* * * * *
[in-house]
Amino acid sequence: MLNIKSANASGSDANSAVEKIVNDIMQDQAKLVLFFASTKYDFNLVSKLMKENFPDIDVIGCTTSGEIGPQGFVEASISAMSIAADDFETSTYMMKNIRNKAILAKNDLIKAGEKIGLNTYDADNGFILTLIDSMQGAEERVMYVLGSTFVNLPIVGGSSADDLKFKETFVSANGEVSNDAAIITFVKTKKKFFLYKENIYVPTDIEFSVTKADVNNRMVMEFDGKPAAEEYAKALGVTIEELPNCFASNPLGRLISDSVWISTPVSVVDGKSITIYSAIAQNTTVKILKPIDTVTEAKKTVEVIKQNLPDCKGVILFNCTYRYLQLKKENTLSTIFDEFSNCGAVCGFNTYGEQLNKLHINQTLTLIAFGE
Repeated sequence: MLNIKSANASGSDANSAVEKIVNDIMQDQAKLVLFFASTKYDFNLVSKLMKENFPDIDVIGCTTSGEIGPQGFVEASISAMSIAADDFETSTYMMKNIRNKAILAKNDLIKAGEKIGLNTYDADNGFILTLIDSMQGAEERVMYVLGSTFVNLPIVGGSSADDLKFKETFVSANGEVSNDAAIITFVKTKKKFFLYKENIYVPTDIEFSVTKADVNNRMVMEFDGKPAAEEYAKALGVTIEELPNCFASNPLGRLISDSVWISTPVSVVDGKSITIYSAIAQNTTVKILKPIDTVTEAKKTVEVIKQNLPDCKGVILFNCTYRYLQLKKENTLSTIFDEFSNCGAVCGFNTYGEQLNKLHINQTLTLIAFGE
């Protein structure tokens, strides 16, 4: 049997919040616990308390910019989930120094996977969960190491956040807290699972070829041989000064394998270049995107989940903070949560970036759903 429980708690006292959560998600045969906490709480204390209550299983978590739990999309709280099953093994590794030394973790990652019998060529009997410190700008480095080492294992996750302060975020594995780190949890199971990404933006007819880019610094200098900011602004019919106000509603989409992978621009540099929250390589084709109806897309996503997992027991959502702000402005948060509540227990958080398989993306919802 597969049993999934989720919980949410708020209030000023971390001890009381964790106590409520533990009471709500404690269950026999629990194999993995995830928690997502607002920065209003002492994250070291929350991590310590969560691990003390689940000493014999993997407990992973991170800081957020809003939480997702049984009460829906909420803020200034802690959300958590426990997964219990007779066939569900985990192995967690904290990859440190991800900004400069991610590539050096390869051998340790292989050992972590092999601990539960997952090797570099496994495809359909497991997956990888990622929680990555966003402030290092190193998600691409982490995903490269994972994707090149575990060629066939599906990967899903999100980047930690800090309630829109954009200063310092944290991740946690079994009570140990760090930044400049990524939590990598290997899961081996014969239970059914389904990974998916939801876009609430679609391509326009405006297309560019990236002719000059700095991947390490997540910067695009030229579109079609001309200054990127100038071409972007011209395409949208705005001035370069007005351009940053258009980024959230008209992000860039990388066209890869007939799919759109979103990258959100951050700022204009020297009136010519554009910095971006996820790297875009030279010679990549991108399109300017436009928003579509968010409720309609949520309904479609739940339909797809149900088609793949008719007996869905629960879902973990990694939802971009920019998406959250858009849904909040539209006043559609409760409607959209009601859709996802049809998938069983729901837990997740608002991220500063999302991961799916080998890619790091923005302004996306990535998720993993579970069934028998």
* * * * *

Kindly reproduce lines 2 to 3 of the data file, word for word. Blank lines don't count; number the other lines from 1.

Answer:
Amino acid sequence: MLNIKSANASGSDANSAVEKIVNDIMQDQAKLVLFFASTKYDFNLVSKLMKENFPDIDVIGCTTSGEIGPQGFVEASISAMSIAADDFETSTYMMKNIRNKAILAKNDLIKAGEKIGLNTYDADNGFILTLIDSMQGAEERVMYVLGSTFVNLPIVGGSSADDLKFKETFVSANGEVSNDAAIITFVKTKKKFFLYKENIYVPTDIEFSVTKADVNNRMVMEFDGKPAAEEYAKALGVTIEELPNCFASNPLGRLISDSVWISTPVSVVDGKSITIYSAIAQNTTVKILKPIDTVTEAKKTVEVIKQNLPDCKGVILFNCTYRYLQLKKENTLSTIFDEFSNCGAVCGFNTYGEQLNKLHINQTLTLIAFGE
Repeated sequence: MLNIKSANASGSDANSAVEKIVNDIMQDQAKLVLFFASTKYDFNLVSKLMKENFPDIDVIGCTTSGEIGPQGFVEASISAMSIAADDFETSTYMMKNIRNKAILAKNDLIKAGEKIGLNTYDADNGFILTLIDSMQGAEERVMYVLGSTFVNLPIVGGSSADDLKFKETFVSANGEVSNDAAIITFVKTKKKFFLYKENIYVPTDIEFSVTKADVNNRMVMEFDGKPAAEEYAKALGVTIEELPNCFASNPLGRLISDSVWISTPVSVVDGKSITIYSAIAQNTTVKILKPIDTVTEAKKTVEVIKQNLPDCKGVILFNCTYRYLQLKKENTLSTIFDEFSNCGAVCGFNTYGEQLNKLHINQTLTLIAFGE